It
seems that it should be rather easy to gather and maintain high quality data,
but in the real world in which you and I live, that is not the case. Companies
gather data from so many sources that errors inevitably make their way into
valuable company databases. Consider a typical customer-oriented database. End
users may enter data via a Web interface and mistakes can happen. 

Customer
service representatives may input information about specific customers based on
call center activity and they could hit the wrong key. Data may be transcribed
incorrectly (think of a medical office here). There could be errors in
transmitting data and processing errors, as flaws in software are not as
infrequent as you may think. Finally, additional data may be integrated from a
third-party vendor and that data could be flawed – well let me count the ways.


Validation vs. Verification

With
that in mind, two of the critical components of a data quality program are
validation and verification. These two concepts are often confused but are not
the same. Validation means that the data adheres to a certain specified and
expected format. For example, a ZIP Code will have either five digits or if you
are using ZIP+4, it could have 9 digits. If a ZIP Code recorded in a database
has five digits, it is valid. The data fits the expected and required format.

But
even if the data is “valid” in data quality terms, it could still be wrong.
Consider the word “great.” Obviously, the word “great” must have five letters
for it to be correct. (Gr8 actually is not correct). If you write the word
“grate” in your database, the data would have five letters, so it would be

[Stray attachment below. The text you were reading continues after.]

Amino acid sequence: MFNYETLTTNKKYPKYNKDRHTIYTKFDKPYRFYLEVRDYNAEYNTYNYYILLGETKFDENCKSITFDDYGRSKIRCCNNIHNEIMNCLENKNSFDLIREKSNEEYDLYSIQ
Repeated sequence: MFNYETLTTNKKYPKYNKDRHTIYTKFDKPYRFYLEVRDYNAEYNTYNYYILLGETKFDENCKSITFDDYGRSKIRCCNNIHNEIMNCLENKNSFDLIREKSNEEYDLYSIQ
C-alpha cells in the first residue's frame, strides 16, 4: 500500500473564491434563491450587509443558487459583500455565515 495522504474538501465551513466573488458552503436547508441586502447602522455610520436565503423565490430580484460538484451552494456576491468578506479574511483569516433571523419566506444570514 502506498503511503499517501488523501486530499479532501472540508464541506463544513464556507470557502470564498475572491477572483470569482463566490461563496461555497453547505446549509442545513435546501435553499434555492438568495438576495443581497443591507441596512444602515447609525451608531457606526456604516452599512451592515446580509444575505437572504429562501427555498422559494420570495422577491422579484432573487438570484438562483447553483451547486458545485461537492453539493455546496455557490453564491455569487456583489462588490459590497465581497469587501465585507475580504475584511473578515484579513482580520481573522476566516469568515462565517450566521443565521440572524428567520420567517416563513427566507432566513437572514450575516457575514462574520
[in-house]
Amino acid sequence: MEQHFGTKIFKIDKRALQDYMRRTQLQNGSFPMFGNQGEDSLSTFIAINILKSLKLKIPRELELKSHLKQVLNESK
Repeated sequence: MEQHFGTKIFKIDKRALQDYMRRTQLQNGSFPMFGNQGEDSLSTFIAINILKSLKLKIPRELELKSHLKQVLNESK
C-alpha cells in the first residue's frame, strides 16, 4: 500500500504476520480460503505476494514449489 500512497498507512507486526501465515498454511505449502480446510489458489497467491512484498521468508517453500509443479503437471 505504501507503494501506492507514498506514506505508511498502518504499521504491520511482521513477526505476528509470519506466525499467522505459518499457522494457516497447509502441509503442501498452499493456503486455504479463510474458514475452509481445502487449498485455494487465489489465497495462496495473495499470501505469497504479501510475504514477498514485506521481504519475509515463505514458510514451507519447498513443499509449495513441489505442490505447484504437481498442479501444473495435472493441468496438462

valid. But it would also be wrong.

The
process of insuring your data is actually correct, as well as being in the
correct format is called verification. Verification involves comparing the data
in your database to some standard. One of the most common verification
processes is requiring people to enter their password twice when signing up for
something.

There
are several technical approaches to insuring that data is valid including
checking the length and range of different fields as well making sure that all
the necessary fields are completed. Ah, those pesky red asterisks we see
designating a mandatory field on so many forms we fill out. 

Data
verification is much trickier. Take the example of the password. If the
password is entered incorrectly twice, the data in the database will be wrong
as well. In most cases, data verification requires comparing one data to
another that you know is correct. 

At
the bottom line, data validation is an essential tool to insure data quality
but it is not enough. As well as being in the right format, you want your data
to be right.


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